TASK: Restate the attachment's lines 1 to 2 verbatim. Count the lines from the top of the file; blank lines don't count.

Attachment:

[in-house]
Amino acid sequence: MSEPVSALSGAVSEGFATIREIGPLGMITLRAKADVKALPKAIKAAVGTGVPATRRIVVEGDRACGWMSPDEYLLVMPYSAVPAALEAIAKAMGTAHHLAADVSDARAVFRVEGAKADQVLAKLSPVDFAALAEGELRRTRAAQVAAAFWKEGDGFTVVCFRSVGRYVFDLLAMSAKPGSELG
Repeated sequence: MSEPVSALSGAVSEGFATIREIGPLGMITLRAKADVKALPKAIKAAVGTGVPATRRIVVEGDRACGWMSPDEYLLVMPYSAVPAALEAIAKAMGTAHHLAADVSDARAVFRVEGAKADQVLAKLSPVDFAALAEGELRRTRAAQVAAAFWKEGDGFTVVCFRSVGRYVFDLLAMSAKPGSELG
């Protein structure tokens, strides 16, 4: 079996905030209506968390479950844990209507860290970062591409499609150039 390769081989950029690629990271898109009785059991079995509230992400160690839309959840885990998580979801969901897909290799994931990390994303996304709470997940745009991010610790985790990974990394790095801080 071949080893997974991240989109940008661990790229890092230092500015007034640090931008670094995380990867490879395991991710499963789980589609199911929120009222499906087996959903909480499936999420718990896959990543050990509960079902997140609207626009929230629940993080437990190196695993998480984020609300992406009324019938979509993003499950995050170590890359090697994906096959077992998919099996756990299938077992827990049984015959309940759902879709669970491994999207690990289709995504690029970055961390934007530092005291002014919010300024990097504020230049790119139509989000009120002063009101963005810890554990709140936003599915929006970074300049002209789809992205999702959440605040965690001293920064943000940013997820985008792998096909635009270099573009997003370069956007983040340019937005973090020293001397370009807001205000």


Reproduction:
[in-house]
Amino acid sequence: MSEPVSALSGAVSEGFATIREIGPLGMITLRAKADVKALPKAIKAAVGTGVPATRRIVVEGDRACGWMSPDEYLLVMPYSAVPAALEAIAKAMGTAHHLAADVSDARAVFRVEGAKADQVLAKLSPVDFAALAEGELRRTRAAQVAAAFWKEGDGFTVVCFRSVGRYVFDLLAMSAKPGSELG